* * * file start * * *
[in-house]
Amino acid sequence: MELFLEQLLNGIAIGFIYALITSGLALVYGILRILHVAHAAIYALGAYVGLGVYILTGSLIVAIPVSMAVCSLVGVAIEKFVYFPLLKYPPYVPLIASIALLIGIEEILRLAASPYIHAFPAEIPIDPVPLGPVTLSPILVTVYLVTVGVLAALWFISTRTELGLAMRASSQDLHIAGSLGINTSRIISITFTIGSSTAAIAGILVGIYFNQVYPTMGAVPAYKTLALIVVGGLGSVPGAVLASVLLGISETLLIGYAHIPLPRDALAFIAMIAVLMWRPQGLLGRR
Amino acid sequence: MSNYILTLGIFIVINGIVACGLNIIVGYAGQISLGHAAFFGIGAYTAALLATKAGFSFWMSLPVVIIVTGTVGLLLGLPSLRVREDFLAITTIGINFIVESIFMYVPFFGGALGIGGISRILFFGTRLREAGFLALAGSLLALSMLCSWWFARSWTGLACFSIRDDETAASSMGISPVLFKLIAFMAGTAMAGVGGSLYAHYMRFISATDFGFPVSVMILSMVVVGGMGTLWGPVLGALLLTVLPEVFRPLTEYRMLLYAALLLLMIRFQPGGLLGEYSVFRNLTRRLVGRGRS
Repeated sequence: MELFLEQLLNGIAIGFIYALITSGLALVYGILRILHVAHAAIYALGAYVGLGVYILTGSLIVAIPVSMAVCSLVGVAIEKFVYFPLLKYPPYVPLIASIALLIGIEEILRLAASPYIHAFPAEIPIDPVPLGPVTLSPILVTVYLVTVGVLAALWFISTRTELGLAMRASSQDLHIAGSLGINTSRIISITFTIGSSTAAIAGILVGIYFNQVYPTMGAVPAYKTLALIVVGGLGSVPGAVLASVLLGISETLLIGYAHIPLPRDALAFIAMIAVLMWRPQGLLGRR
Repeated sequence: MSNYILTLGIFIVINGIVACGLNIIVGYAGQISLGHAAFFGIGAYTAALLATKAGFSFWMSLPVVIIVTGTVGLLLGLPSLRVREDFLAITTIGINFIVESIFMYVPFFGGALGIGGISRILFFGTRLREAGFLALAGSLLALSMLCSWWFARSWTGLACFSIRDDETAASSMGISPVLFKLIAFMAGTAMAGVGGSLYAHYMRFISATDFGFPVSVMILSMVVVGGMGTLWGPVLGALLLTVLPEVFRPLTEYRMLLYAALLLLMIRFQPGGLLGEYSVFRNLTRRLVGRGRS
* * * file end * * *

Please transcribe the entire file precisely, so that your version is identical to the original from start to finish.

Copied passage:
[in-house]
Amino acid sequence: MELFLEQLLNGIAIGFIYALITSGLALVYGILRILHVAHAAIYALGAYVGLGVYILTGSLIVAIPVSMAVCSLVGVAIEKFVYFPLLKYPPYVPLIASIALLIGIEEILRLAASPYIHAFPAEIPIDPVPLGPVTLSPILVTVYLVTVGVLAALWFISTRTELGLAMRASSQDLHIAGSLGINTSRIISITFTIGSSTAAIAGILVGIYFNQVYPTMGAVPAYKTLALIVVGGLGSVPGAVLASVLLGISETLLIGYAHIPLPRDALAFIAMIAVLMWRPQGLLGRR
Amino acid sequence: MSNYILTLGIFIVINGIVACGLNIIVGYAGQISLGHAAFFGIGAYTAALLATKAGFSFWMSLPVVIIVTGTVGLLLGLPSLRVREDFLAITTIGINFIVESIFMYVPFFGGALGIGGISRILFFGTRLREAGFLALAGSLLALSMLCSWWFARSWTGLACFSIRDDETAASSMGISPVLFKLIAFMAGTAMAGVGGSLYAHYMRFISATDFGFPVSVMILSMVVVGGMGTLWGPVLGALLLTVLPEVFRPLTEYRMLLYAALLLLMIRFQPGGLLGEYSVFRNLTRRLVGRGRS
Repeated sequence: MELFLEQLLNGIAIGFIYALITSGLALVYGILRILHVAHAAIYALGAYVGLGVYILTGSLIVAIPVSMAVCSLVGVAIEKFVYFPLLKYPPYVPLIASIALLIGIEEILRLAASPYIHAFPAEIPIDPVPLGPVTLSPILVTVYLVTVGVLAALWFISTRTELGLAMRASSQDLHIAGSLGINTSRIISITFTIGSSTAAIAGILVGIYFNQVYPTMGAVPAYKTLALIVVGGLGSVPGAVLASVLLGISETLLIGYAHIPLPRDALAFIAMIAVLMWRPQGLLGRR
Repeated sequence: MSNYILTLGIFIVINGIVACGLNIIVGYAGQISLGHAAFFGIGAYTAALLATKAGFSFWMSLPVVIIVTGTVGLLLGLPSLRVREDFLAITTIGINFIVESIFMYVPFFGGALGIGGISRILFFGTRLREAGFLALAGSLLALSMLCSWWFARSWTGLACFSIRDDETAASSMGISPVLFKLIAFMAGTAMAGVGGSLYAHYMRFISATDFGFPVSVMILSMVVVGGMGTLWGPVLGALLLTVLPEVFRPLTEYRMLLYAALLLLMIRFQPGGLLGEYSVFRNLTRRLVGRGRS